Kelly signs budget, line-item vetoes 18 provisions

0
313

Gov Laura Kelly signed the state budget on Monday, but vetoed 18 provisions of the state’s new spending plan, including a proposal cutting her out of making decisions about how COVID-19 relief money would be spent.

In signing the budget for fiscal years 2021 and 2022, the governor also vetoed a provision requiring state agencies and contractors to verify the eligibility of their employees to work in the United States.

And the governor also countered the Legislature’s effort to reclaim office space on the 2nd floor of the Capitol for a meditation room, continuing an evolving dispute with Republicans over how that room should be used.

The budget totals $21.4 billion for fiscal year 2021 and $15.4 billion for 2022. It does not include funding for education, which is part of a separate bill that failed to pass the Senate at the end of the regular session.

Democratic lawmakers had expressed serious concern about removing  the governor from the process for deciding how $1.6 billion in COVID-19 relief money would be spent.

The budget passed by the Legislature delegated review and decisions over new federal relief money to the joint Legislative Budget Committee and the Legislative Coordinating Council.

The budget committee would review the federal funds received by the state and would make recommendations to the Legislative Coordinating Council for approval.

It would be a very different approach from how the last round of relief money was doled out when the governor created a special committee of business, civic and political leaders to help make decisions over how the money was spent.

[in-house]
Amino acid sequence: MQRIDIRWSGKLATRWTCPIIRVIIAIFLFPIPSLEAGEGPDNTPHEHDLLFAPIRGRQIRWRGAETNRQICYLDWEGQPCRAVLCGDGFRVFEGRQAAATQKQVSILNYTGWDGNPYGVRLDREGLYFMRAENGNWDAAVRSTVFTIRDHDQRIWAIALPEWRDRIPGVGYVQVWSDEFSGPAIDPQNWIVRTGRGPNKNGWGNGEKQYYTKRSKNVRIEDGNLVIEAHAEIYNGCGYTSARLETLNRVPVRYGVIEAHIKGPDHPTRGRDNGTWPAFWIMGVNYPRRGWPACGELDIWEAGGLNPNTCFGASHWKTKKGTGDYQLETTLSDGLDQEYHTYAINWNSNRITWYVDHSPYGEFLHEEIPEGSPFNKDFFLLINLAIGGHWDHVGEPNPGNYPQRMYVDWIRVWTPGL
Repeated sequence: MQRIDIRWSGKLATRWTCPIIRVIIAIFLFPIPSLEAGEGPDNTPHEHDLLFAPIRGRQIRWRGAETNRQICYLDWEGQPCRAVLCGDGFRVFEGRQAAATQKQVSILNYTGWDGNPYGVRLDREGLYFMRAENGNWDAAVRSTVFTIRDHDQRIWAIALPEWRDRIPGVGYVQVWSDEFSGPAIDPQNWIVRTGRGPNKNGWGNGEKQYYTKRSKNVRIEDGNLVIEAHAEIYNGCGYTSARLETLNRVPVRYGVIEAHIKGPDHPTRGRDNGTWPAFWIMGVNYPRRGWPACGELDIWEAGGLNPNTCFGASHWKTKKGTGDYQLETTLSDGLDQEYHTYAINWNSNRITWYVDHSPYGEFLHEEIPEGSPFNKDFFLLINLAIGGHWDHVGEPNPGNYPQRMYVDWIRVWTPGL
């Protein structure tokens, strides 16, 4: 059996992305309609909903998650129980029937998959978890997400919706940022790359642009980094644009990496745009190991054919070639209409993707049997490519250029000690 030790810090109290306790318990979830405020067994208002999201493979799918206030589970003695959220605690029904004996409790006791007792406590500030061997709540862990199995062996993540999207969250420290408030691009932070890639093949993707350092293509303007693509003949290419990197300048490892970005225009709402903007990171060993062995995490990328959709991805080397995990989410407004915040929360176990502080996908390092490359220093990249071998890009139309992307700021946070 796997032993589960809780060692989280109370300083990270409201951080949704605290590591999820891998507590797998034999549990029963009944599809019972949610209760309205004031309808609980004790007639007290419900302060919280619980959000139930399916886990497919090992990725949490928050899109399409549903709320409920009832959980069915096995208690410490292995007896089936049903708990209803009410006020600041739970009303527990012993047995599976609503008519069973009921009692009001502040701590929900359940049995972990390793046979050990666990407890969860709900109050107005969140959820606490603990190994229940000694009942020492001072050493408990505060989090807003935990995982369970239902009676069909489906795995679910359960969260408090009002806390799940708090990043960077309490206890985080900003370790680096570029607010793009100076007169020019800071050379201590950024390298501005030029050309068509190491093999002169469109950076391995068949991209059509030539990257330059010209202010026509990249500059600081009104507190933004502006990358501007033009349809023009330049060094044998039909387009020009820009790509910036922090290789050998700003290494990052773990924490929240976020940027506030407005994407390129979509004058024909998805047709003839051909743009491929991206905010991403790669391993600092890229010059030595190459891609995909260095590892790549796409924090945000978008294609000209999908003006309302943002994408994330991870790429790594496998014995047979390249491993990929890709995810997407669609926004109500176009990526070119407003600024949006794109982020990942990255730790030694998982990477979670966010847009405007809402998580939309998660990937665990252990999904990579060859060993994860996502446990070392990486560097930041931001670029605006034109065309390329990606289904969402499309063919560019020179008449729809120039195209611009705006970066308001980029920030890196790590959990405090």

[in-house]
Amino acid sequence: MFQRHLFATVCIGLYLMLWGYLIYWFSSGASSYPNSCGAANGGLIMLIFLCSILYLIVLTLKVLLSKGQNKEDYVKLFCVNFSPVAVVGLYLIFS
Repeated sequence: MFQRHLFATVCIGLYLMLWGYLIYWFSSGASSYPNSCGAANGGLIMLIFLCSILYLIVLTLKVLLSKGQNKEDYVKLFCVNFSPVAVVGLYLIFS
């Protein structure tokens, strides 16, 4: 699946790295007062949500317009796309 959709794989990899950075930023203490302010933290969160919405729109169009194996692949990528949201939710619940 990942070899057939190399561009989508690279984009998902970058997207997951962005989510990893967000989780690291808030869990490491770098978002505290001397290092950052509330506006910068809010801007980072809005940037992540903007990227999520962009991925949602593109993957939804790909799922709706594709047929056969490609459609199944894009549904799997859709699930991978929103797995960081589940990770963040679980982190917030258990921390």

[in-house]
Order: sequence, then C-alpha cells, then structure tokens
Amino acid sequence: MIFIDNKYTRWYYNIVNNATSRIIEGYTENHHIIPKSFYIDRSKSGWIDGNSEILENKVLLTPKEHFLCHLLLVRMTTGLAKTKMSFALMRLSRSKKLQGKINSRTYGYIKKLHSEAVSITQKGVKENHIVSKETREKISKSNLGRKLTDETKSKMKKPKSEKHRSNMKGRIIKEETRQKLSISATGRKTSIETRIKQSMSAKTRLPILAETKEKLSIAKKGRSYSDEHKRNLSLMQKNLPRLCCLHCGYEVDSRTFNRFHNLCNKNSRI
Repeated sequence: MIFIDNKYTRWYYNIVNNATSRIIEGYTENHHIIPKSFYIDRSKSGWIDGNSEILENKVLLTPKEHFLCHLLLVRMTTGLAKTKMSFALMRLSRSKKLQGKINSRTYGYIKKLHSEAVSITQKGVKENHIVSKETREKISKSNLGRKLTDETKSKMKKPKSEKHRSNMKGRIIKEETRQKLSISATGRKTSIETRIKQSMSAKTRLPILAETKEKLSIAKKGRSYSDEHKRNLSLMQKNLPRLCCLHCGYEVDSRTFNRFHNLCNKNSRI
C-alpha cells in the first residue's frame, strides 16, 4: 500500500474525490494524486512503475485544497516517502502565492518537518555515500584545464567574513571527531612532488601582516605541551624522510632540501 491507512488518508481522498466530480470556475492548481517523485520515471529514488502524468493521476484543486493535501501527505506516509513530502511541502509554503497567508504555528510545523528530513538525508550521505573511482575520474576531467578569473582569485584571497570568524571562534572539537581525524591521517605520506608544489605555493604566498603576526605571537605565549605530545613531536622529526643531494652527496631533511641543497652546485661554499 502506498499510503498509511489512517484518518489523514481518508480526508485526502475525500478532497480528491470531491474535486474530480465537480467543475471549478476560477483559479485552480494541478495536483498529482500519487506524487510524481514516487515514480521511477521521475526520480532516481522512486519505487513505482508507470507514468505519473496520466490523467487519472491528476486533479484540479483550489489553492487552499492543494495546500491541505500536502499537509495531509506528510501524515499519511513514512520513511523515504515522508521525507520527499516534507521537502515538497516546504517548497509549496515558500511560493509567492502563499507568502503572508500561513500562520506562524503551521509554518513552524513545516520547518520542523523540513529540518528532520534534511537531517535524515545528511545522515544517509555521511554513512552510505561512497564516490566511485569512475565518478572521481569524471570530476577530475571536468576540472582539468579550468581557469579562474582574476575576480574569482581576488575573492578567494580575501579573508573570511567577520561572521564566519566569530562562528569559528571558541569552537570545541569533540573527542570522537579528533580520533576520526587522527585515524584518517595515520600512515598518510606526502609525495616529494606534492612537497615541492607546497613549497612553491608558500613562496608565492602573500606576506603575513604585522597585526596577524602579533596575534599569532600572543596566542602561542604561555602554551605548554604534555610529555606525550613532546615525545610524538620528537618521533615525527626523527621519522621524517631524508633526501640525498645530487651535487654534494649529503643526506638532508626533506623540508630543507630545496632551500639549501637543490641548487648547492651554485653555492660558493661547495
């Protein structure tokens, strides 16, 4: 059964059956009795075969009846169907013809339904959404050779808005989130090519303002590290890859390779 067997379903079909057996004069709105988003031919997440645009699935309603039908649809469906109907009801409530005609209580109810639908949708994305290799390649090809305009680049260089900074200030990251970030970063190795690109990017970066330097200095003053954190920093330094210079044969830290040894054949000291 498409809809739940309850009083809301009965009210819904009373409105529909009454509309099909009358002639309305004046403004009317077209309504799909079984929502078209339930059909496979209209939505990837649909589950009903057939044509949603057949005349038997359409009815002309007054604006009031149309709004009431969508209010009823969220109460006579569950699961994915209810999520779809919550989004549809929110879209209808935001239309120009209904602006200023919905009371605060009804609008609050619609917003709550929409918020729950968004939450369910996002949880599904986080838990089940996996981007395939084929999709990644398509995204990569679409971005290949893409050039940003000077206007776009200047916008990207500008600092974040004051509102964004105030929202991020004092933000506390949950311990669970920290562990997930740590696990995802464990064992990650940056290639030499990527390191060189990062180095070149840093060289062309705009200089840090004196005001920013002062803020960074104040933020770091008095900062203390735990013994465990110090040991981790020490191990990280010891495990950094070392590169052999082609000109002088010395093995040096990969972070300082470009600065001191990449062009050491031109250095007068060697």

Last year, the State Finance Council was tasked with signing off on the recommendations made by the governor’s 15-member panel.

The governor sits on the State Finance Council and generally has the power to kill a recommendation made by a majority of the legislators on the committee who can’t override her objection.

It was an issue that irritated Republican lawmakers last year when the governor opposed some of their proposals for how to spend the money, including suggestions to put money into COVID-19 testing and the unemployment trust fund.

Republican leaders thought the process used last year rubber stamped how the governor wanted to spend the money.

Democrats said they didn’t think a small group of lawmakers should have control over such a large sum of money.

“The process for allocating federal funds should follow the agreed-upon process of approval through the State Finance Council after recommendation from the SPARK task force,” the governor said.

“This will ensure that federal funds are allocated with a full understanding of the relevant federal requirements and limitations while receiving input from the private sector through a transparent process.

“Changing this now will create confusion and slow down the ability to make meaningful investments critical to our economic recovery.

Meditation room on the ground floor

The veto of the office space on the 2nd floor of the Capitol continues a feud over a room that former Gov. Sam Brownback once made available for meditation.

In previous years, the budget contained provisos that designated the room as a meditation room.

But last year a proviso was not included in the budget and the governor’s staff repurposed it for constituent services, angering Republicans.

The new meditation room is located on the Capitol’s ground floor in a room that had been used for shooting videos and television interviews.

Republicans say very few people know how to reach the room now because it’s not in a very public location.

“I support legislative efforts to provide a meditation space in one of the many rooms in the Capitol that remain unused for much of the year and are more convenient, more accessible, and closer to the public entrance,” Kelly said.